A new purpose-built dairy will benefit everyone in the industry through operational savings and "putting money back into the local community", according to the States-owned utility's manager.
The States Trading Supervisory Board, which is the Dairy's shareholder, has submitted a policy letter asking for business cases to be drawn up for a major refurbishment of the current site and the creation of an entirely new facility, which is the Dairy's preferred option.
It has been some 30 years since the current site at the Bailiff's Crossroads underwent any significant refurbishment and the construction costs for either option have been estimated at around £25m, leading to efficiency savings of more than £500,000 a year.
Last week, the Dairy published the results of an island-wide survey about the consumption of Guernsey Dairy products and how important the public consider the industry to be to the island's landscape.
Looking ahead to the future, General Manager Andrew Tabel said the main focus was on consolidating its market share and improving its facilities.
"There’s always opportunities for doing lots of things but what we want to do first is consolidate where we are, have a facility that is fit for purpose, which has a reduced cost base and that exceeds environmental standards. That in itself will be a major step in the right direction."
Pictured: More than three quarters of those who responded to the survey said that Guernsey cows are an important feature of the island's landscape.
80% of the dairy's revenue comes from milk sales, which have taken a hit in the last five years due to the rise of plant-based alternatives. 3/10 households who responded to the survey said they purchase plant-based alternatives either instead of or in addition to cow's milk.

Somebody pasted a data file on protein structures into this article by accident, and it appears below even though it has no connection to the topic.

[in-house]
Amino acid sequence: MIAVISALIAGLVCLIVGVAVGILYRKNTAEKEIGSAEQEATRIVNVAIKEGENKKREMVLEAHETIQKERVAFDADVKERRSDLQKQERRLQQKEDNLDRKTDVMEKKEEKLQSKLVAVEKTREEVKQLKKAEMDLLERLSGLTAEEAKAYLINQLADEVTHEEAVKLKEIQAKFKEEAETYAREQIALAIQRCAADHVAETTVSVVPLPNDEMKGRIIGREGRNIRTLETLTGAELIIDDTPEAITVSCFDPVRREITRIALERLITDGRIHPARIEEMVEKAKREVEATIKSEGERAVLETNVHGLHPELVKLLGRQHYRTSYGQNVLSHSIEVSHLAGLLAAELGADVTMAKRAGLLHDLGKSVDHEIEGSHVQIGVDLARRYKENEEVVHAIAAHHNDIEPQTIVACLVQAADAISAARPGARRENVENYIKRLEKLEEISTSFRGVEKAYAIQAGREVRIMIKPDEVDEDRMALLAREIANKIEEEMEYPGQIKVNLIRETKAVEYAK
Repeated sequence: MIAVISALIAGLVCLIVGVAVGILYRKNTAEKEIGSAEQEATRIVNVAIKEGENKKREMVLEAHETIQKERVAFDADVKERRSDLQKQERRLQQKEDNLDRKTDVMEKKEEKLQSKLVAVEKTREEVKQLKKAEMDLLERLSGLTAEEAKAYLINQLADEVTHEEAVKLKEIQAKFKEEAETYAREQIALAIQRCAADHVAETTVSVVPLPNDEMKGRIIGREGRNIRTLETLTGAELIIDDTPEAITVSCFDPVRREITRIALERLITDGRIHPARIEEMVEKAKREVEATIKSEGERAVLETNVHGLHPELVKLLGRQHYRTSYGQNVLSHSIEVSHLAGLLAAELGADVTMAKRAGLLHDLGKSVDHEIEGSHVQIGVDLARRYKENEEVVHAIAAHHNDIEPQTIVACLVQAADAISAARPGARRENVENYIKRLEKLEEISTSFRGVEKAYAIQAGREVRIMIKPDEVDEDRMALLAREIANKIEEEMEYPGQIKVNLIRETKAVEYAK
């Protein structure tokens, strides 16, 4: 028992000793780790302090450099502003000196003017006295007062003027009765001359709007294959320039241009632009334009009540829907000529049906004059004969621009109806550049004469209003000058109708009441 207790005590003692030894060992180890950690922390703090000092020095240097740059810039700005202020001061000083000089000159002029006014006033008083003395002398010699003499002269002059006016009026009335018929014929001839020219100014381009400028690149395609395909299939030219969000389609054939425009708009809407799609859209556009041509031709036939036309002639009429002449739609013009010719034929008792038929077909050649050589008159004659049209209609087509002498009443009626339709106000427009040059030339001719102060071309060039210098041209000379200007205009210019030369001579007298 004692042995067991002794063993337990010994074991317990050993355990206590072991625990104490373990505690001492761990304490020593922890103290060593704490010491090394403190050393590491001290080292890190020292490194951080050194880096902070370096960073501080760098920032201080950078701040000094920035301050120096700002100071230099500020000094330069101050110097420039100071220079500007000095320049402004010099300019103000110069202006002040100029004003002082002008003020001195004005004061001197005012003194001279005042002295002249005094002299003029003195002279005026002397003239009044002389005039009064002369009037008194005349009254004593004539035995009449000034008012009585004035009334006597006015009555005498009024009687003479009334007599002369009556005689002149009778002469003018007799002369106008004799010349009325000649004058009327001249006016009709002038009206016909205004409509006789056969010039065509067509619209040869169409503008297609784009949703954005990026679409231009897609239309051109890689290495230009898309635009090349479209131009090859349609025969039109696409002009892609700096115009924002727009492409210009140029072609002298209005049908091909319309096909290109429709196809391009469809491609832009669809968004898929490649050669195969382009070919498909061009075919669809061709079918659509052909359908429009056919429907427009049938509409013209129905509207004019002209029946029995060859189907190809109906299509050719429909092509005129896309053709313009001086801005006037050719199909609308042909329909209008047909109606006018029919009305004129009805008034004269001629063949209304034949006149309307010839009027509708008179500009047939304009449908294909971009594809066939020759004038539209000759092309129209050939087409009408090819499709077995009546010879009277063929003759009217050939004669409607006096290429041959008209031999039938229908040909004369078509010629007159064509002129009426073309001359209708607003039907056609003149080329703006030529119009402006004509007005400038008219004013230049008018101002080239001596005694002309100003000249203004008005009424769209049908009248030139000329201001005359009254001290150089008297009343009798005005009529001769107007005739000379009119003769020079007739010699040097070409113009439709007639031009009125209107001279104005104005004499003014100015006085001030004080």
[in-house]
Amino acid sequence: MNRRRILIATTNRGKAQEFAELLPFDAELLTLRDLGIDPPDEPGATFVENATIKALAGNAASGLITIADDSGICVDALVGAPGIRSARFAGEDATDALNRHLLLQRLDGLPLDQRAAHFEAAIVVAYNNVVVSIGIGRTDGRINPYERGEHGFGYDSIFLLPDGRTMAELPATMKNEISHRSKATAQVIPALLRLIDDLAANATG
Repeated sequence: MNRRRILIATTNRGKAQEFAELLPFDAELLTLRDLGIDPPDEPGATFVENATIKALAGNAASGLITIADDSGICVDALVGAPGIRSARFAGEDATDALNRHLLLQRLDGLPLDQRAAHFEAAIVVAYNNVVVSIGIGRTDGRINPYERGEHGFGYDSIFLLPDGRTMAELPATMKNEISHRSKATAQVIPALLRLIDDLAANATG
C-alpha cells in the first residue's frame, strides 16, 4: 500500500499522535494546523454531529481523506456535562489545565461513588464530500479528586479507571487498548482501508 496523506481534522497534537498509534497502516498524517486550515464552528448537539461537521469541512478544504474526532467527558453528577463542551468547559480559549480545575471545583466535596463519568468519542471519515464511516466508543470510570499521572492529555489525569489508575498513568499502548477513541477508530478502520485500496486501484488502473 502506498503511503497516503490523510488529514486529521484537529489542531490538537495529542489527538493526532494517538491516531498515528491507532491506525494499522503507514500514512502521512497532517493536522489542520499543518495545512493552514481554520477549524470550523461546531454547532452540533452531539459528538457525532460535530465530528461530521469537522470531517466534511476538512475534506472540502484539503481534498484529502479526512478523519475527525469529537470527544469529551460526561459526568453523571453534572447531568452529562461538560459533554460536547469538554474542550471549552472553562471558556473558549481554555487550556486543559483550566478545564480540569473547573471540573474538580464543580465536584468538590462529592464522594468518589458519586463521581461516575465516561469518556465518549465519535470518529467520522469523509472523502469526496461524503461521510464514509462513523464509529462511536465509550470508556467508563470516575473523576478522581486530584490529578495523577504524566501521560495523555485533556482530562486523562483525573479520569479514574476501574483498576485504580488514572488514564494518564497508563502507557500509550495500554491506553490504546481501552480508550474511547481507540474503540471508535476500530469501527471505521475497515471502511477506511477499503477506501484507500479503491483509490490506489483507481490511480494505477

Mr Tabel thinks that the dairy industry is "here to stay" and that those advocating these alternatives in the UK, for example, have had success in speaking out about the dairy industry's carbon footprint and unethical practices.
A number of those concerns do not apply in Guernsey, said Mr Tabel, and he said they need to do more to emphasise that.
"We don’t support intensive farming techniques, we have a more traditional, olde worlde way of doing things and we need to get that message across so that people can make an informed decision."
The percentage of households drinking Guernsey milk has reduced from 97% to 89% in the last five years, with plant-based products eroding the Dairy's monopoly on the market.
Pictured: Low fat milk remains the most popular type, with skimmed milk sales dropping off in recent years.
However, Mr Tabel says getting the States' endorsement of the Dairy's future and kickstarting the rebuild process would be a positive step in the right direction.
"The next phase is all about getting the impact assessments and the environmental impact assessment.
"It’s not about digging a hole and pouring with concrete, it's about having a fit for purpose dairy and all the efficiencies that go with that, which will put money back into the local community and that is something we will all reap the benefits from."
Pictured top: Andrew Tabel at the Dairy.
Once your comment has been submitted, it won’t appear immediately. There is no need to submit it more than once. Comments are published at the discretion of Bailiwick Publishing, and will include your username.
There are no comments for this article.